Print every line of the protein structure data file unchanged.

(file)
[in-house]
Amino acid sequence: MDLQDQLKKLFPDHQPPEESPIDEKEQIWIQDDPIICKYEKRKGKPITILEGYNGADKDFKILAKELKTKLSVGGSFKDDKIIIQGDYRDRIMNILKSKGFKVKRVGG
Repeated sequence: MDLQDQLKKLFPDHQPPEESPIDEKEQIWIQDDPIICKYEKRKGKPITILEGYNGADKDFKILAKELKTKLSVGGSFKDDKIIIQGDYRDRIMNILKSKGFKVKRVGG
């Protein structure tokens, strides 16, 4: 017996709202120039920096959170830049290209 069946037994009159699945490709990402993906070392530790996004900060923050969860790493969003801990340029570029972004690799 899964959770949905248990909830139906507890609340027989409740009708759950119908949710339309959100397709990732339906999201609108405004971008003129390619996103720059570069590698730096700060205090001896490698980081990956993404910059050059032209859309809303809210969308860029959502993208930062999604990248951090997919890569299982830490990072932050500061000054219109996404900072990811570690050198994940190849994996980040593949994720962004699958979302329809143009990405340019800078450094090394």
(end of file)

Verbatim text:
[in-house]
Amino acid sequence: MDLQDQLKKLFPDHQPPEESPIDEKEQIWIQDDPIICKYEKRKGKPITILEGYNGADKDFKILAKELKTKLSVGGSFKDDKIIIQGDYRDRIMNILKSKGFKVKRVGG
Repeated sequence: MDLQDQLKKLFPDHQPPEESPIDEKEQIWIQDDPIICKYEKRKGKPITILEGYNGADKDFKILAKELKTKLSVGGSFKDDKIIIQGDYRDRIMNILKSKGFKVKRVGG
């Protein structure tokens, strides 16, 4: 017996709202120039920096959170830049290209 069946037994009159699945490709990402993906070392530790996004900060923050969860790493969003801990340029570029972004690799 899964959770949905248990909830139906507890609340027989409740009708759950119908949710339309959100397709990732339906999201609108405004971008003129390619996103720059570069590698730096700060205090001896490698980081990956993404910059050059032209859309809303809210969308860029959502993208930062999604990248951090997919890569299982830490990072932050500061000054219109996404900072990811570690050198994940190849994996980040593949994720962004699958979302329809143009990405340019800078450094090394």